The administration called for an updated cloud policy under its IT modernization strategy from last December. Kent said 43 of 52 tasks under that effort are finished.
Under the cloud smart initiative, Kent said OMB is close to finalizing new draft policy updates for the Trusted Internet Connections, data center consolidation and optimization and the high-valued assets.
Kent said new policies for TIC, HVA, the continuous diagnostics and mitigation (CDM) program and data centers should be out for comment in the coming weeks.
“OMB, in coordination with General Services Administration, will develop a strategic plan to evolve the authorization to operate (ATO) process to modernize the federal technology landscape and enhance each agency-specific mission,” the strategy states. “This strategic plan will propose concrete deliverables seeking to simplify processes, eliminate duplication and innovate agency approaches to security authorization in the cloud.”
Under the procurement part of the draft, OMB says the new cloud solutions category team will recommend a set of governmentwide contract vehicles for cloud services. OMB says as agencies adopt these contracts, the government will get better prices, help agencies operate more efficiently and expand collection and sharing of governmentwide buying data leading to better-informed business decisions.
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Among the seven goals of the workforce section, OMB says six months after it finalizes the draft it will work with the CIO and Chief Human Capital Officers councils to “develop a market-informed pay and compensation strategy. The strategy will address mission-critical technology and cybersecurity positions to improve recruitment and retention outcomes, as well as reduce barriers to hiring the nation’s top talent for technical and emerging technology roles.”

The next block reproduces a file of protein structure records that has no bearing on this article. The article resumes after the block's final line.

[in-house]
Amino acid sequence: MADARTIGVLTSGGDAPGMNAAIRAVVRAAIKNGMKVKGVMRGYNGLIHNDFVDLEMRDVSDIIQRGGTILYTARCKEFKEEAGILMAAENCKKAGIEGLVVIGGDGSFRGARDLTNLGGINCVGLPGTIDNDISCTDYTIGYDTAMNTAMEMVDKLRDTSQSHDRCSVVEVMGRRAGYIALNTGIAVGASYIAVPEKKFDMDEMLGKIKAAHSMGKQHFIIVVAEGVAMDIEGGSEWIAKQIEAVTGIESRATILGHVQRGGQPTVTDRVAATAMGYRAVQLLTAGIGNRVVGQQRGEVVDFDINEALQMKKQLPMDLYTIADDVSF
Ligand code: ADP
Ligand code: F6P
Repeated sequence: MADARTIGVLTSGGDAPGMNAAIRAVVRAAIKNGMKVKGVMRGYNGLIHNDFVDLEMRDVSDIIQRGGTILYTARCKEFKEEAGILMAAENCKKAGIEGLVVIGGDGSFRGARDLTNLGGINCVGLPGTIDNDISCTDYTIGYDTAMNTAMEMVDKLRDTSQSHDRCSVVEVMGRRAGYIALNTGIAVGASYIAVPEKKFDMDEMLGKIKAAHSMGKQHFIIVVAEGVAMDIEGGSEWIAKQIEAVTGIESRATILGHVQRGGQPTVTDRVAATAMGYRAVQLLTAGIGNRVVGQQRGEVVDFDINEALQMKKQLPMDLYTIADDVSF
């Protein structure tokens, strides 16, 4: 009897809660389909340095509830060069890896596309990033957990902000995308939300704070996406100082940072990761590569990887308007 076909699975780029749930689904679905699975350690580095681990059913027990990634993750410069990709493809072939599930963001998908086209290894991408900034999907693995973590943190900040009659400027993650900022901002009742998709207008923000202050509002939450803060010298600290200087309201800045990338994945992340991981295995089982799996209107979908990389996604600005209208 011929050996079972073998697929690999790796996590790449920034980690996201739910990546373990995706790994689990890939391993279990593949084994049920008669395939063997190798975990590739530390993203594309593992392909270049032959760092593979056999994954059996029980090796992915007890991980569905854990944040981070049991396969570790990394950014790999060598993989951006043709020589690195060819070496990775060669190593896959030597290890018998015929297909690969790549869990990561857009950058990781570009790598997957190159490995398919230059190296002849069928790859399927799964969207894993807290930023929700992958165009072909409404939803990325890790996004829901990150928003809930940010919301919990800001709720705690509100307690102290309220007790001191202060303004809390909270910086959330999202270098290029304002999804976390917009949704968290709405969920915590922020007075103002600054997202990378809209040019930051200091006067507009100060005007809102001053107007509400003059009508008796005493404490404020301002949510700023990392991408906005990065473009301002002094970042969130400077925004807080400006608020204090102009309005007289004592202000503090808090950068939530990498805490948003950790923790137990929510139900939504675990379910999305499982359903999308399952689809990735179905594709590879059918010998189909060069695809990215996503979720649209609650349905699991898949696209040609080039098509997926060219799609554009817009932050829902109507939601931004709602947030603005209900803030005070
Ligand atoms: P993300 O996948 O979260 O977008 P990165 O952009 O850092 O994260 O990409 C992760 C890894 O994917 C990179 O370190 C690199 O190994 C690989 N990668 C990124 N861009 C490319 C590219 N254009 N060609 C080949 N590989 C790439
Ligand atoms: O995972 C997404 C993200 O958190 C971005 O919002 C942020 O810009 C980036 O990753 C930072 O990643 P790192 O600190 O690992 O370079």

Additionally, the Office of Personnel Management, the Homeland Security Department and the CIO and CHCO councils will work on several different personnel initiatives, including identifying critical skill gaps and ensuring reskilling efforts address those areas where agencies need the most help to move to the cloud.
“Agencies are strongly encouraged to use available hiring authorities, recruitment, and student loan repayment incentives to hire professionals with highly sought-after cloud computing skills,” OMB states. “It is incumbent upon federal agencies to ensure that their current and future workforce is prepared to support federal cloud environments. Agency cloud strategies should enable leaders to develop and empower the information technology and cybersecurity workforce with the skills required to achieve cloud migration goals and support the latest technology that will improve critical citizen services.”